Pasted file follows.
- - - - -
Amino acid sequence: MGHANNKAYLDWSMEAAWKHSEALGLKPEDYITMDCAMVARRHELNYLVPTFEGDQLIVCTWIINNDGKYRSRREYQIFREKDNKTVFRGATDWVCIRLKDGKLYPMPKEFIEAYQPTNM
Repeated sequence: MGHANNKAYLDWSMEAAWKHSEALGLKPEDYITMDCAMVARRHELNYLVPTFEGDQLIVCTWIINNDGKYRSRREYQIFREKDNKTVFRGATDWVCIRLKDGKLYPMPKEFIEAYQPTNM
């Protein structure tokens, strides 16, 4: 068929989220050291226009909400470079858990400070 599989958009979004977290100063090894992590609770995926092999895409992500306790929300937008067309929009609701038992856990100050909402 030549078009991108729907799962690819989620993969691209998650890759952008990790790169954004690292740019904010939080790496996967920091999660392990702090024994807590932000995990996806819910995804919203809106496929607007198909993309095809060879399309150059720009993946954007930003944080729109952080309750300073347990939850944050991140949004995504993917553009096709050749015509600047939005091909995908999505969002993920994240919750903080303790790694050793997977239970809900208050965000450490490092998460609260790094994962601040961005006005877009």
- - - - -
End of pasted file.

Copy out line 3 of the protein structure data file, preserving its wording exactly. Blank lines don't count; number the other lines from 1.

């Protein structure tokens, strides 16, 4: 068929989220050291226009909400470079858990400070 599989958009979004977290100063090894992590609770995926092999895409992500306790929300937008067309929009609701038992856990100050909402 030549078009991108729907799962690819989620993969691209998650890759952008990790790169954004690292740019904010939080790496996967920091999660392990702090024994807590932000995990996806819910995804919203809106496929607007198909993309095809060879399309150059720009993946954007930003944080729109952080309750300073347990939850944050991140949004995504993917553009096709050749015509600047939005091909995908999505969002993920994240919750903080303790790694050793997977239970809900208050965000450490490092998460609260790094994962601040961005006005877009």